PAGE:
As a friend for many years of Professor Robertson, he requested me, when this question came up, to say a few words on it. While I am only a layman, and consequently not as well qualified to discuss it as are our medical friends and some others who are giving the question greater consideration and thought, yet its importance is such that I feel impelled to take some part in it. Those of us who have kept at all in touch with the current literature of the day on this subject, must be convinced that it is high time we should, as a united people, take some decided and decisive action in the way of attempting to check the spread of this disease. For many years there has been a considerable amount of educational work going on both in the provinces and the Dominion. A considerable amount of literature has been distri-

buted and with good effect, for in various parts of the province of Ontario we find our health boards, municipal councils and county councils, taking action in the matter, thus showing that this educational work is making an impression on their minds. Take the county council of the county of Oxford, a part of which county I have the honour to represent, I noticed a few days ago in one of the papers that the said council had granted $300 for the support of the sanatorium at Graven hurst.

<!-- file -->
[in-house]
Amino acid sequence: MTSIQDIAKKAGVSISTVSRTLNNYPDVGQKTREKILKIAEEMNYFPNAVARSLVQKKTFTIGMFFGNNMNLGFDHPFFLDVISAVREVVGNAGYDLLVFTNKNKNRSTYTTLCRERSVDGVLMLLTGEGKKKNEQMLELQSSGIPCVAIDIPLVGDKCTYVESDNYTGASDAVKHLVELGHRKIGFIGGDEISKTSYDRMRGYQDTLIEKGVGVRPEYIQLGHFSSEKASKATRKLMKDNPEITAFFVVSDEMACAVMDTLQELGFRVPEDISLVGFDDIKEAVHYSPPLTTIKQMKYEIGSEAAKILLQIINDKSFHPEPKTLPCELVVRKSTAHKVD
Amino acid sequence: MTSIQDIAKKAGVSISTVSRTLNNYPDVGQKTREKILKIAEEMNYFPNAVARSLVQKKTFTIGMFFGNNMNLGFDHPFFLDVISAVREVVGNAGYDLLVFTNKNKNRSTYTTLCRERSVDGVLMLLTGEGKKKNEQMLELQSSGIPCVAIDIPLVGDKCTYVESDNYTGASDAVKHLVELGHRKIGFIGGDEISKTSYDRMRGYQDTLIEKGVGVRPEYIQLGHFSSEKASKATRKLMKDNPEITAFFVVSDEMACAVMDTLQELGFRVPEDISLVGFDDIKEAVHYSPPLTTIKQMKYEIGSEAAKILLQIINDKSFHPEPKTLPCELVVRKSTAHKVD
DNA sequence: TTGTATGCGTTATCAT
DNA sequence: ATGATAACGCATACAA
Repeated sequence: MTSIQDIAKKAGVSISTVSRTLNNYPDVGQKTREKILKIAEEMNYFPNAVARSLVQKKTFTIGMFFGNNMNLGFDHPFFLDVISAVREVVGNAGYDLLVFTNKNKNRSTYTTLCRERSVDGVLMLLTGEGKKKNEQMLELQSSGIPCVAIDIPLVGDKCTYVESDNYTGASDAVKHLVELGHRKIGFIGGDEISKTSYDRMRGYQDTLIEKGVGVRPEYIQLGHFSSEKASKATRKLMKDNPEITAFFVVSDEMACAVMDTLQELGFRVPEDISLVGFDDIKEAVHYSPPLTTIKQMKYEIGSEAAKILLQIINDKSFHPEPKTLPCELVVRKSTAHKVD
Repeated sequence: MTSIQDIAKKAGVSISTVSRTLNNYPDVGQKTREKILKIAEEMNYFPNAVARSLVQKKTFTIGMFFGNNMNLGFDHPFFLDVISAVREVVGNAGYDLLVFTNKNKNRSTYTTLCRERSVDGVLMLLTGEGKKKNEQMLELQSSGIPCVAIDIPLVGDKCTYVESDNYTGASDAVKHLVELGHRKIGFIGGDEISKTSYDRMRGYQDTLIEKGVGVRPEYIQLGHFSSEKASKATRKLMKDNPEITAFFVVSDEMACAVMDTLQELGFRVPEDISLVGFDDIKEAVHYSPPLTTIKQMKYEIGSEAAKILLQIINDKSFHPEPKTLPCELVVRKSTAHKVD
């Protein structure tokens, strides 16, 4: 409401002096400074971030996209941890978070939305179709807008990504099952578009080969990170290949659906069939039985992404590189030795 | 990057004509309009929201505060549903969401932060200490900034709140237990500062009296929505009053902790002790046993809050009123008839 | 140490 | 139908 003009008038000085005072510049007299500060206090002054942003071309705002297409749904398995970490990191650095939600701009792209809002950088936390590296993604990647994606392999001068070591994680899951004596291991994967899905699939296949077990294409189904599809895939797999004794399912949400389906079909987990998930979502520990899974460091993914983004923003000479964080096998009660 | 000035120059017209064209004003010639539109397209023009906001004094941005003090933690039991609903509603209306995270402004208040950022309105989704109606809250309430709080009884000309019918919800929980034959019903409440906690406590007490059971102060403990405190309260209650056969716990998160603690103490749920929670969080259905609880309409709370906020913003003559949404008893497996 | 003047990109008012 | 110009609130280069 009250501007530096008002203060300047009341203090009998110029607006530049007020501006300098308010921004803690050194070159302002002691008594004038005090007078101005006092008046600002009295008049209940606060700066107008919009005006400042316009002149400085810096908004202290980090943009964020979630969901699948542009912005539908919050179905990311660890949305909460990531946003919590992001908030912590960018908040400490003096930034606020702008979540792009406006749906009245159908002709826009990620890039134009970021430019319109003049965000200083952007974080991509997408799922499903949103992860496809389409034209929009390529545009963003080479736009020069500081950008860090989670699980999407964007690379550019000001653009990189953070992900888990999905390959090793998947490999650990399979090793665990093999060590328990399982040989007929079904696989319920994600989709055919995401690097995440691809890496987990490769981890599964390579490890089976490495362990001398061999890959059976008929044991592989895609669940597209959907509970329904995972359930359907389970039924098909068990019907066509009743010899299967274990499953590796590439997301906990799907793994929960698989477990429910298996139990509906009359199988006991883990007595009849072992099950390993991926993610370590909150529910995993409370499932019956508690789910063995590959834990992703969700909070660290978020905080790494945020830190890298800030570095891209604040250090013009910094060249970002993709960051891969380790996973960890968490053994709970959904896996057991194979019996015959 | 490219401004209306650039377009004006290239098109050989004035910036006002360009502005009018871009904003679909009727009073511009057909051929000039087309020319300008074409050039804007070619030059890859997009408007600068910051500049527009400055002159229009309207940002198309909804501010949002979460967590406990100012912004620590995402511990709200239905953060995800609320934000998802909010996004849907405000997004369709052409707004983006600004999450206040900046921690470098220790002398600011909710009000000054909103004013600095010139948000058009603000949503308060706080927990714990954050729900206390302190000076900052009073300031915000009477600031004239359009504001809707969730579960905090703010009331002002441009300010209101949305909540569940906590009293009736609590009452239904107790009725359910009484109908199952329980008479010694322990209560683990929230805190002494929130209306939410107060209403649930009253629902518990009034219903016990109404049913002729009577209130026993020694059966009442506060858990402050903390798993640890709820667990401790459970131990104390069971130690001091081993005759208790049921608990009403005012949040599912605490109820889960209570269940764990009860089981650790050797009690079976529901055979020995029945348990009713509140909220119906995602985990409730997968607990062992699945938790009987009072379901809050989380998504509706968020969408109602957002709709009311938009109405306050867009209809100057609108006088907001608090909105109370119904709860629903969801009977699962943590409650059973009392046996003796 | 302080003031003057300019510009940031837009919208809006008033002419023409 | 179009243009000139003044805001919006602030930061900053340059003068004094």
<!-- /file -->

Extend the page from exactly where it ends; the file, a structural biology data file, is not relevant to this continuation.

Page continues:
In consideration of this grant, the county of Oxford will have the privilege of sending a certain number of persons to the sanatorium for treatment. I noticed a few days ago that an association had been formed in the city of Brantford to deal with this matter. And I notice that the subject has been taken up in Peterborough, and that it is proposed to establish there a sanatorium. Other instances might be given to show that the educational work that has been going on for the last three or four years has made an impression upon the minds and consciences of the people of this province.